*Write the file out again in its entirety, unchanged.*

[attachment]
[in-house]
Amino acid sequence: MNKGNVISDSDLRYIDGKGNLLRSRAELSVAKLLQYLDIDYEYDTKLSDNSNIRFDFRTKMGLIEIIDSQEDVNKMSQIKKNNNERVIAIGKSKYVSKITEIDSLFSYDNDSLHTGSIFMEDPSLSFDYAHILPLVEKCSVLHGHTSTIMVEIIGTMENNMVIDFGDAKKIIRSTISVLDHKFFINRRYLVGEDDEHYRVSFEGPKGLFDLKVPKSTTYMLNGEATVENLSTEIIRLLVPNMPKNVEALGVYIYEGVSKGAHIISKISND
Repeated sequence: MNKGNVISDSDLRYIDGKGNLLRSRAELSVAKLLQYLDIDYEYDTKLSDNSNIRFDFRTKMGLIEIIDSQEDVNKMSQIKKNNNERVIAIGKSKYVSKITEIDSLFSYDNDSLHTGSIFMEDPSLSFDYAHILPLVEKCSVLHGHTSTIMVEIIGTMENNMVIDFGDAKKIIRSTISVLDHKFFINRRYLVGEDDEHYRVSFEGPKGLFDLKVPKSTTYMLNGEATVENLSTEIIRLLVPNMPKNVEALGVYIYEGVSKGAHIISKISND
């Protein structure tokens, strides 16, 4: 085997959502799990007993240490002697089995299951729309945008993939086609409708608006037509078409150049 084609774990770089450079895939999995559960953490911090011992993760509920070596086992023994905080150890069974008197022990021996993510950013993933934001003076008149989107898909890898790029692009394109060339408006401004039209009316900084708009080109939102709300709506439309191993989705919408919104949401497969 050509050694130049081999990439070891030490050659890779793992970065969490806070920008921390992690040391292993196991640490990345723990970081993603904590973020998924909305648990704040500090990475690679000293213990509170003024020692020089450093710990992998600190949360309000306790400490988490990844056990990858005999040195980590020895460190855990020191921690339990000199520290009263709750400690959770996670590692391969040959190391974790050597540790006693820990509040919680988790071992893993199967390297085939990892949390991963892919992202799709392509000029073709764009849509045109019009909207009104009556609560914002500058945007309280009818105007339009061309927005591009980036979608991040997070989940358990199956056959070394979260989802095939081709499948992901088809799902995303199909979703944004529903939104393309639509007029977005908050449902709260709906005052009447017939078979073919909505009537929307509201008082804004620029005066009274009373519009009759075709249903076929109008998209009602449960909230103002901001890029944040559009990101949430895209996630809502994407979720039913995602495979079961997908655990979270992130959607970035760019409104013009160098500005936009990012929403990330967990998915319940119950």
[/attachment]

[in-house]
Amino acid sequence: MNKGNVISDSDLRYIDGKGNLLRSRAELSVAKLLQYLDIDYEYDTKLSDNSNIRFDFRTKMGLIEIIDSQEDVNKMSQIKKNNNERVIAIGKSKYVSKITEIDSLFSYDNDSLHTGSIFMEDPSLSFDYAHILPLVEKCSVLHGHTSTIMVEIIGTMENNMVIDFGDAKKIIRSTISVLDHKFFINRRYLVGEDDEHYRVSFEGPKGLFDLKVPKSTTYMLNGEATVENLSTEIIRLLVPNMPKNVEALGVYIYEGVSKGAHIISKISND
Repeated sequence: MNKGNVISDSDLRYIDGKGNLLRSRAELSVAKLLQYLDIDYEYDTKLSDNSNIRFDFRTKMGLIEIIDSQEDVNKMSQIKKNNNERVIAIGKSKYVSKITEIDSLFSYDNDSLHTGSIFMEDPSLSFDYAHILPLVEKCSVLHGHTSTIMVEIIGTMENNMVIDFGDAKKIIRSTISVLDHKFFINRRYLVGEDDEHYRVSFEGPKGLFDLKVPKSTTYMLNGEATVENLSTEIIRLLVPNMPKNVEALGVYIYEGVSKGAHIISKISND
């Protein structure tokens, strides 16, 4: 085997959502799990007993240490002697089995299951729309945008993939086609409708608006037509078409150049 084609774990770089450079895939999995559960953490911090011992993760509920070596086992023994905080150890069974008197022990021996993510950013993933934001003076008149989107898909890898790029692009394109060339408006401004039209009316900084708009080109939102709300709506439309191993989705919408919104949401497969 050509050694130049081999990439070891030490050659890779793992970065969490806070920008921390992690040391292993196991640490990345723990970081993603904590973020998924909305648990704040500090990475690679000293213990509170003024020692020089450093710990992998600190949360309000306790400490988490990844056990990858005999040195980590020895460190855990020191921690339990000199520290009263709750400690959770996670590692391969040959190391974790050597540790006693820990509040919680988790071992893993199967390297085939990892949390991963892919992202799709392509000029073709764009849509045109019009909207009104009556609560914002500058945007309280009818105007339009061309927005591009980036979608991040997070989940358990199956056959070394979260989802095939081709499948992901088809799902995303199909979703944004529903939104393309639509007029977005908050449902709260709906005052009447017939078979073919909505009537929307509201008082804004620029005066009274009373519009009759075709249903076929109008998209009602449960909230103002901001890029944040559009990101949430895209996630809502994407979720039913995602495979079961997908655990979270992130959607970035760019409104013009160098500005936009990012929403990330967990998915319940119950």